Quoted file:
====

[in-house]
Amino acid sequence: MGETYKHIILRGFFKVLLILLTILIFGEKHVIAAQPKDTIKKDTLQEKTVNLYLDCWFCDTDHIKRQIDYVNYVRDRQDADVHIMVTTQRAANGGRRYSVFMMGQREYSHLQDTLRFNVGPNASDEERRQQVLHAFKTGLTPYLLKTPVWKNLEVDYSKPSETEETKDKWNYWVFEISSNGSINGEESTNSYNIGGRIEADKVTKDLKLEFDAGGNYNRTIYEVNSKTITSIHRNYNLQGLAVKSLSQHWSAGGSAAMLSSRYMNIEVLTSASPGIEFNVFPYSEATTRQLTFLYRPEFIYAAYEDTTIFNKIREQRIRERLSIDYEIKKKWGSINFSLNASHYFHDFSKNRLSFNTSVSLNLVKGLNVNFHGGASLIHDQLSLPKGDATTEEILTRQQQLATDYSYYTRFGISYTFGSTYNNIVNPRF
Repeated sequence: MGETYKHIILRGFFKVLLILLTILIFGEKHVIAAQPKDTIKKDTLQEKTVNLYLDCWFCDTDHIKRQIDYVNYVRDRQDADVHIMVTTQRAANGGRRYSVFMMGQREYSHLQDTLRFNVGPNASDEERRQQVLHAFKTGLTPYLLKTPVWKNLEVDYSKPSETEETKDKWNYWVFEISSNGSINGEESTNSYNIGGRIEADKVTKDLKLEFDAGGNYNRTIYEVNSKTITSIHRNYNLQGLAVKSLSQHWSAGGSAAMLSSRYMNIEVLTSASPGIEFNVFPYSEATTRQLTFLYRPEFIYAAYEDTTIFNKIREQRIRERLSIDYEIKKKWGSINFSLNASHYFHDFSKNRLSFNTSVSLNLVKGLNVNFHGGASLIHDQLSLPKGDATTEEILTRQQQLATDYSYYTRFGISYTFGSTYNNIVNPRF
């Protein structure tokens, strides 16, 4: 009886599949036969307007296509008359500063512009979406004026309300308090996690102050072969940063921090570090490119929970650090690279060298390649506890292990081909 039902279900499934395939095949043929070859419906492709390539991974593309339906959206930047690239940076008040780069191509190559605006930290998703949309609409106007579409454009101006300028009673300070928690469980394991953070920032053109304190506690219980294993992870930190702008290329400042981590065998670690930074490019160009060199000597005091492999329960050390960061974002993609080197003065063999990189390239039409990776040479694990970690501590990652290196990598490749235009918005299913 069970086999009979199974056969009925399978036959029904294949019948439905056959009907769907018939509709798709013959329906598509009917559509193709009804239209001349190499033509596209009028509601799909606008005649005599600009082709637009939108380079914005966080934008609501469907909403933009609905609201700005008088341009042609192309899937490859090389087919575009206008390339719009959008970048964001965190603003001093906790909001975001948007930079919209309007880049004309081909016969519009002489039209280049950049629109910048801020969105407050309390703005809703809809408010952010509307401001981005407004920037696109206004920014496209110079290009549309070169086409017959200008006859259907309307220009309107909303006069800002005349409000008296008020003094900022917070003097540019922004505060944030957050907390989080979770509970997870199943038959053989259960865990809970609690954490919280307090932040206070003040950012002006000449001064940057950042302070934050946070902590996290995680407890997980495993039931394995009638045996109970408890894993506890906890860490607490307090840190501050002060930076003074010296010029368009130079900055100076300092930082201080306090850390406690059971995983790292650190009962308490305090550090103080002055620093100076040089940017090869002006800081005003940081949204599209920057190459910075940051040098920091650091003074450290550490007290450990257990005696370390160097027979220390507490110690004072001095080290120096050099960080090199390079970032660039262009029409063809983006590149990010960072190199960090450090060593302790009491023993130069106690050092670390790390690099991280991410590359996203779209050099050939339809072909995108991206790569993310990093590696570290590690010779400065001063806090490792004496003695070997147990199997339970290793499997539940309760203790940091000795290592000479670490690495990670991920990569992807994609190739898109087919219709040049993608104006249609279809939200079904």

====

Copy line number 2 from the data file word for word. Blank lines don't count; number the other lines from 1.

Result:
Amino acid sequence: MGETYKHIILRGFFKVLLILLTILIFGEKHVIAAQPKDTIKKDTLQEKTVNLYLDCWFCDTDHIKRQIDYVNYVRDRQDADVHIMVTTQRAANGGRRYSVFMMGQREYSHLQDTLRFNVGPNASDEERRQQVLHAFKTGLTPYLLKTPVWKNLEVDYSKPSETEETKDKWNYWVFEISSNGSINGEESTNSYNIGGRIEADKVTKDLKLEFDAGGNYNRTIYEVNSKTITSIHRNYNLQGLAVKSLSQHWSAGGSAAMLSSRYMNIEVLTSASPGIEFNVFPYSEATTRQLTFLYRPEFIYAAYEDTTIFNKIREQRIRERLSIDYEIKKKWGSINFSLNASHYFHDFSKNRLSFNTSVSLNLVKGLNVNFHGGASLIHDQLSLPKGDATTEEILTRQQQLATDYSYYTRFGISYTFGSTYNNIVNPRF